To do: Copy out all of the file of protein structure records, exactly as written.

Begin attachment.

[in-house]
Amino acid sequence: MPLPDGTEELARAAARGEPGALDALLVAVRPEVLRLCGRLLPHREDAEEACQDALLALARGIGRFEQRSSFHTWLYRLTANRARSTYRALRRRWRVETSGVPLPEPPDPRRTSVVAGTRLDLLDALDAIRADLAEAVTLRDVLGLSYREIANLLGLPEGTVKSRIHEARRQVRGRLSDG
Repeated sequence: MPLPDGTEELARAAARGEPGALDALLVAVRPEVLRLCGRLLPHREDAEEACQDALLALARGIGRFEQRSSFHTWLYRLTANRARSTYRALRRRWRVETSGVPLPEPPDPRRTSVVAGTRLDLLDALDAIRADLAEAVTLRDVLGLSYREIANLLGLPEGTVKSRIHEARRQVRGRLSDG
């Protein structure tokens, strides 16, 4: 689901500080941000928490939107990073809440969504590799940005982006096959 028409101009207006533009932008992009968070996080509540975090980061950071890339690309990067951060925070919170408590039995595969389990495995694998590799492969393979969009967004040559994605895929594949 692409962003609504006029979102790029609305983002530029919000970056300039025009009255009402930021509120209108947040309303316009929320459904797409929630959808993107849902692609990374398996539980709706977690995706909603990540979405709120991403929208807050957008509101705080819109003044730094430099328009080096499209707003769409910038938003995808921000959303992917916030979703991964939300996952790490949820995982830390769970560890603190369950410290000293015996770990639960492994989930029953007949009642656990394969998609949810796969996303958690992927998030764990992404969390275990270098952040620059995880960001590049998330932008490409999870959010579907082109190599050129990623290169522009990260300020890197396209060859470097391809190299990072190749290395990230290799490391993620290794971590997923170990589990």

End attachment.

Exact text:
[in-house]
Amino acid sequence: MPLPDGTEELARAAARGEPGALDALLVAVRPEVLRLCGRLLPHREDAEEACQDALLALARGIGRFEQRSSFHTWLYRLTANRARSTYRALRRRWRVETSGVPLPEPPDPRRTSVVAGTRLDLLDALDAIRADLAEAVTLRDVLGLSYREIANLLGLPEGTVKSRIHEARRQVRGRLSDG
Repeated sequence: MPLPDGTEELARAAARGEPGALDALLVAVRPEVLRLCGRLLPHREDAEEACQDALLALARGIGRFEQRSSFHTWLYRLTANRARSTYRALRRRWRVETSGVPLPEPPDPRRTSVVAGTRLDLLDALDAIRADLAEAVTLRDVLGLSYREIANLLGLPEGTVKSRIHEARRQVRGRLSDG
């Protein structure tokens, strides 16, 4: 689901500080941000928490939107990073809440969504590799940005982006096959 028409101009207006533009932008992009968070996080509540975090980061950071890339690309990067951060925070919170408590039995595969389990495995694998590799492969393979969009967004040559994605895929594949 692409962003609504006029979102790029609305983002530029919000970056300039025009009255009402930021509120209108947040309303316009929320459904797409929630959808993107849902692609990374398996539980709706977690995706909603990540979405709120991403929208807050957008509101705080819109003044730094430099328009080096499209707003769409910038938003995808921000959303992917916030979703991964939300996952790490949820995982830390769970560890603190369950410290000293015996770990639960492994989930029953007949009642656990394969998609949810796969996303958690992927998030764990992404969390275990270098952040620059995880960001590049998330932008490409999870959010579907082109190599050129990623290169522009990260300020890197396209060859470097391809190299990072190749290395990230290799490391993620290794971590997923170990589990």